The opening of the Court of Arbitration for Art and what it could mean for Canadian art law disputes
Art Law

The opening of the Court of Arbitration for Art and what it could mean for Canadian art law disputes

[co-author: Alexandra Terrell – summer law student] On June 8, 2018, the Court of Arbitration for Art (CAfA), a new international arbitration institution for resolving art law disputes located in The Hague, opened its doors. It is now accepting applications to hear art-related disputes on issues such as authenticity and copyright. The CAfA will be run by the Netherlands Arbitration Institute and Authentication in Art, a non-profit organization based in The Hague. The opening of the CAfA presents an interesting development in art-related disputes, which have frequently been resolved through the court systems of various countries. This new institution will provide an option (perhaps an opportunity) to parties involved in art-related disputes to have their disputes resolved by arbitrators and experts familiar with art law issues. Like most arbitration proceedings, parties seeking to have their dispute resolved by the CAfA must either initially include an arbitration clause in their commercial contracts providing for arbitration by the CAfA, or mutually agree to submit to arbitration at the CAfA once a dispute arises. The choice to arbitrate at the CAfA will therefore be party-driven. Where arbitrating under the CAfA rules, parties must choose from a pool of arbitrators provided by the […]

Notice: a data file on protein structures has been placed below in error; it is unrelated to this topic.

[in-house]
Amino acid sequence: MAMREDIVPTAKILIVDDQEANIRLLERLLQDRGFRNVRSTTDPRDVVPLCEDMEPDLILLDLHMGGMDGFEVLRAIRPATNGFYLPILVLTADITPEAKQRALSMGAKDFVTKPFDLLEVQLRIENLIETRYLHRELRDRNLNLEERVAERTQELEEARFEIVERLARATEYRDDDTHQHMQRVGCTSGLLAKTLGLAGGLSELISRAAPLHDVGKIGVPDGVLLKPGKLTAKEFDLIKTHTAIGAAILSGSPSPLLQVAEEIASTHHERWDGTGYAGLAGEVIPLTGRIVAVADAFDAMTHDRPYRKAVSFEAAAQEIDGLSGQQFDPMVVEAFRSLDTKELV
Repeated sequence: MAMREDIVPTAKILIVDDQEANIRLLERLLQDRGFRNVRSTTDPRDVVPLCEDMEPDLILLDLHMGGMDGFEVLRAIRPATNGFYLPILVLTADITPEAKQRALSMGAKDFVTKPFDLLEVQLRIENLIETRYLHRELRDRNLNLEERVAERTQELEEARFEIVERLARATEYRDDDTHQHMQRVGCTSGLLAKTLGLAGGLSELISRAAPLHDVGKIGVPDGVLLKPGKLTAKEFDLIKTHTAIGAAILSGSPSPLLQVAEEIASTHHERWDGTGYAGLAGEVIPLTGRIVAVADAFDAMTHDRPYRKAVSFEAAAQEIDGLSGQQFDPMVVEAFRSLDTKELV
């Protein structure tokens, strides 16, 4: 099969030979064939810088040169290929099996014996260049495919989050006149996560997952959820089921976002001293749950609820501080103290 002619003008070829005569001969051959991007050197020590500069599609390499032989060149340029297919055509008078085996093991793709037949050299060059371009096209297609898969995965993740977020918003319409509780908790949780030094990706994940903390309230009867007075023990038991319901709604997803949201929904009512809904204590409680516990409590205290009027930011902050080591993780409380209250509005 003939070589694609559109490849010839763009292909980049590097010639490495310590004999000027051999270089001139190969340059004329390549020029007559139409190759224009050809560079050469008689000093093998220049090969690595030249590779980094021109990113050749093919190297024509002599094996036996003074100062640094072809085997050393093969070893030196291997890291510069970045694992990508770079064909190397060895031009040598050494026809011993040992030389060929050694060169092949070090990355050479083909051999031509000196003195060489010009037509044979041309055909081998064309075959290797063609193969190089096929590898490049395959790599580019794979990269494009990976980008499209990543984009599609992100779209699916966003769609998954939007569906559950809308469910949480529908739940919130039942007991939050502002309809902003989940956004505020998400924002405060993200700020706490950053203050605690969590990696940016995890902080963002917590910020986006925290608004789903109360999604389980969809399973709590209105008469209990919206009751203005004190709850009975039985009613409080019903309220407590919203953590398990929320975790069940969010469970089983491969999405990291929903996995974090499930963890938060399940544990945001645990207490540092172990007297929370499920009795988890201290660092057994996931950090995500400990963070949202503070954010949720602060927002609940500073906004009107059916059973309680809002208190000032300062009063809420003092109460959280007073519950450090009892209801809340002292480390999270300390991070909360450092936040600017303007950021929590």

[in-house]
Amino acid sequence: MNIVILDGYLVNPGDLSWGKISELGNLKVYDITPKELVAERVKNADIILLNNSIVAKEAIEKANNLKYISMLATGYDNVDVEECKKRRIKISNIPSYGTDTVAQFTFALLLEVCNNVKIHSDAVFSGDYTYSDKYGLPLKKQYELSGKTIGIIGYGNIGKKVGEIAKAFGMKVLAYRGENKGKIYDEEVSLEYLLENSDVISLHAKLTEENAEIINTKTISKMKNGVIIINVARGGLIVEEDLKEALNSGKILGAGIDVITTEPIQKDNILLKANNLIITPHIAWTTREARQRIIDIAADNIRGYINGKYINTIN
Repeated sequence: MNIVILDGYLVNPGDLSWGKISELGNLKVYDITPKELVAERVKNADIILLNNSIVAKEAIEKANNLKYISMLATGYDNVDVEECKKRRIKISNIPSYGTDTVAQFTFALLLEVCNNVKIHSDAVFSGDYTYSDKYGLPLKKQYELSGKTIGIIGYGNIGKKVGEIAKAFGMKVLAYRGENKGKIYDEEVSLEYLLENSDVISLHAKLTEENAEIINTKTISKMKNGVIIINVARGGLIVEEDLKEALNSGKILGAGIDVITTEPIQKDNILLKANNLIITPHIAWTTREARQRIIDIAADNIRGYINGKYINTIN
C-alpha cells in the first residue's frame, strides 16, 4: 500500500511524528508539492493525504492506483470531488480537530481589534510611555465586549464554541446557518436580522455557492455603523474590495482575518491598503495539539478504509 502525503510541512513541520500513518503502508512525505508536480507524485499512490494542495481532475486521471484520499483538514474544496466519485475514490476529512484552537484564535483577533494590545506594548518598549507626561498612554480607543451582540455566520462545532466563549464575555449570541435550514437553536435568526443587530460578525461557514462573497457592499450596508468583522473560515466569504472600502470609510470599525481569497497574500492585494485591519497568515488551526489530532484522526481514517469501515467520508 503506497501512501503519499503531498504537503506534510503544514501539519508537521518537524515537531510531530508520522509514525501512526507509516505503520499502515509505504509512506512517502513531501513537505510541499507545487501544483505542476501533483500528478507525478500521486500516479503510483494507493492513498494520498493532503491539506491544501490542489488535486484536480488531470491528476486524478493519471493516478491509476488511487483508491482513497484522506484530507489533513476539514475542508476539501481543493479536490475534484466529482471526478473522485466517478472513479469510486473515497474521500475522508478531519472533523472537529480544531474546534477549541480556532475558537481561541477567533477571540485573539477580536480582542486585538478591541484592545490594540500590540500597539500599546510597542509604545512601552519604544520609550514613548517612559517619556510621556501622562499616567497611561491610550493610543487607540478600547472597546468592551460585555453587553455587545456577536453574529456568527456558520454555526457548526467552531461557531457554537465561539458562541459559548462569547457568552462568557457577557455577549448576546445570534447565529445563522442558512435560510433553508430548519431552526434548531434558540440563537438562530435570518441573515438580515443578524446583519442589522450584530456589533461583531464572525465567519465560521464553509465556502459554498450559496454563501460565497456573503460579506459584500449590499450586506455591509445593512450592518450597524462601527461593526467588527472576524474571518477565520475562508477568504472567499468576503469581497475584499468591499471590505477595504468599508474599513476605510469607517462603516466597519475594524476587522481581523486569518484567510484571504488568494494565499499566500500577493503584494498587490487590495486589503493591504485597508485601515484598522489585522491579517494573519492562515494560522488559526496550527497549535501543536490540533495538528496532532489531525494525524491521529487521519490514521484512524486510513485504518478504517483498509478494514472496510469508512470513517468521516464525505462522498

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The opening of the Court of Arbitration for Art and what it could mean for Canadian art law disputes
Art Law

The opening of the Court of Arbitration for Art and what it could mean for Canadian art law disputes

[co-author: Alexandra Terrell – summer law student] On June 8, 2018, the Court of Arbitration for Art (CAfA), a new international arbitration institution for resolving art law disputes located in The Hague, opened its doors. It is now accepting applications to hear art-related disputes on issues such as authenticity and copyright. The CAfA will be run by the Netherlands Arbitration Institute and Authentication in Art, a non-profit organization based in The Hague. The opening of the CAfA presents an interesting development in art-related disputes, which have frequently been resolved through the court systems of various countries. This new institution will provide an option (perhaps an opportunity) to parties involved in art-related disputes to have their disputes resolved by arbitrators and experts familiar with art law issues. Like most arbitration proceedings, parties seeking to have their dispute resolved by the CAfA must either initially include an arbitration clause in their commercial contracts providing for arbitration by the CAfA, or mutually agree to submit to arbitration at the CAfA once a dispute arises. The choice to arbitrate at the CAfA will therefore be party-driven. Where arbitrating under the CAfA rules, parties must choose from a pool of arbitrators provided by the […]

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